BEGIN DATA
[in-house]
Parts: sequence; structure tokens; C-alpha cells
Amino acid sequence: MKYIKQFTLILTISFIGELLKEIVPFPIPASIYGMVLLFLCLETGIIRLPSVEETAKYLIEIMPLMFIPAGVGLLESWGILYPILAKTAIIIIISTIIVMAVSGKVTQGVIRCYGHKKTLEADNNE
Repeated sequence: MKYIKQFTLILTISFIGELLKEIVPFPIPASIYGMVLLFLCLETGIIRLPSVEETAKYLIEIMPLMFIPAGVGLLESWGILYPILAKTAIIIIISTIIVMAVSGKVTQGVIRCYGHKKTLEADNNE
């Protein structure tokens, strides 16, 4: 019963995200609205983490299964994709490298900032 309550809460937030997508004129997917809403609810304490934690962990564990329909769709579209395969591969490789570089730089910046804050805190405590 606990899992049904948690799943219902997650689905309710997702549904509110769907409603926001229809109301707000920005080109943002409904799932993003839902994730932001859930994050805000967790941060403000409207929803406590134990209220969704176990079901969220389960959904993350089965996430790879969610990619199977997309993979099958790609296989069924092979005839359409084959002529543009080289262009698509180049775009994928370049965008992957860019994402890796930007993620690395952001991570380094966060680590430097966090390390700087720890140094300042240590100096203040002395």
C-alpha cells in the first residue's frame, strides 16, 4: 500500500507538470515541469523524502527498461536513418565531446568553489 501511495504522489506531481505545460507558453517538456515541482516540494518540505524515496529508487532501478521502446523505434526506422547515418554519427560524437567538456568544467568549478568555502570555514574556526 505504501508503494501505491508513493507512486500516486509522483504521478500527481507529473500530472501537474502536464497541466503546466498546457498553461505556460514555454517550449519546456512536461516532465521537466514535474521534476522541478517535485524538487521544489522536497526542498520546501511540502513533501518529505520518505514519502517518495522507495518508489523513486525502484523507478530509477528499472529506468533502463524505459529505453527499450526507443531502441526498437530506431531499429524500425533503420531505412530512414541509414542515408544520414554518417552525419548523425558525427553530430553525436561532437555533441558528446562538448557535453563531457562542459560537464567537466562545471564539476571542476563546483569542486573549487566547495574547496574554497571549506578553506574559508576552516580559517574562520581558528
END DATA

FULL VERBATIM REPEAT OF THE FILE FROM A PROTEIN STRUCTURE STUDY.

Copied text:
[in-house]
Parts: sequence; structure tokens; C-alpha cells
Amino acid sequence: MKYIKQFTLILTISFIGELLKEIVPFPIPASIYGMVLLFLCLETGIIRLPSVEETAKYLIEIMPLMFIPAGVGLLESWGILYPILAKTAIIIIISTIIVMAVSGKVTQGVIRCYGHKKTLEADNNE
Repeated sequence: MKYIKQFTLILTISFIGELLKEIVPFPIPASIYGMVLLFLCLETGIIRLPSVEETAKYLIEIMPLMFIPAGVGLLESWGILYPILAKTAIIIIISTIIVMAVSGKVTQGVIRCYGHKKTLEADNNE
């Protein structure tokens, strides 16, 4: 019963995200609205983490299964994709490298900032 309550809460937030997508004129997917809403609810304490934690962990564990329909769709579209395969591969490789570089730089910046804050805190405590 606990899992049904948690799943219902997650689905309710997702549904509110769907409603926001229809109301707000920005080109943002409904799932993003839902994730932001859930994050805000967790941060403000409207929803406590134990209220969704176990079901969220389960959904993350089965996430790879969610990619199977997309993979099958790609296989069924092979005839359409084959002529543009080289262009698509180049775009994928370049965008992957860019994402890796930007993620690395952001991570380094966060680590430097966090390390700087720890140094300042240590100096203040002395």
C-alpha cells in the first residue's frame, strides 16, 4: 500500500507538470515541469523524502527498461536513418565531446568553489 501511495504522489506531481505545460507558453517538456515541482516540494518540505524515496529508487532501478521502446523505434526506422547515418554519427560524437567538456568544467568549478568555502570555514574556526 505504501508503494501505491508513493507512486500516486509522483504521478500527481507529473500530472501537474502536464497541466503546466498546457498553461505556460514555454517550449519546456512536461516532465521537466514535474521534476522541478517535485524538487521544489522536497526542498520546501511540502513533501518529505520518505514519502517518495522507495518508489523513486525502484523507478530509477528499472529506468533502463524505459529505453527499450526507443531502441526498437530506431531499429524500425533503420531505412530512414541509414542515408544520414554518417552525419548523425558525427553530430553525436561532437555533441558528446562538448557535453563531457562542459560537464567537466562545471564539476571542476563546483569542486573549487566547495574547496574554497571549506578553506574559508576552516580559517574562520581558528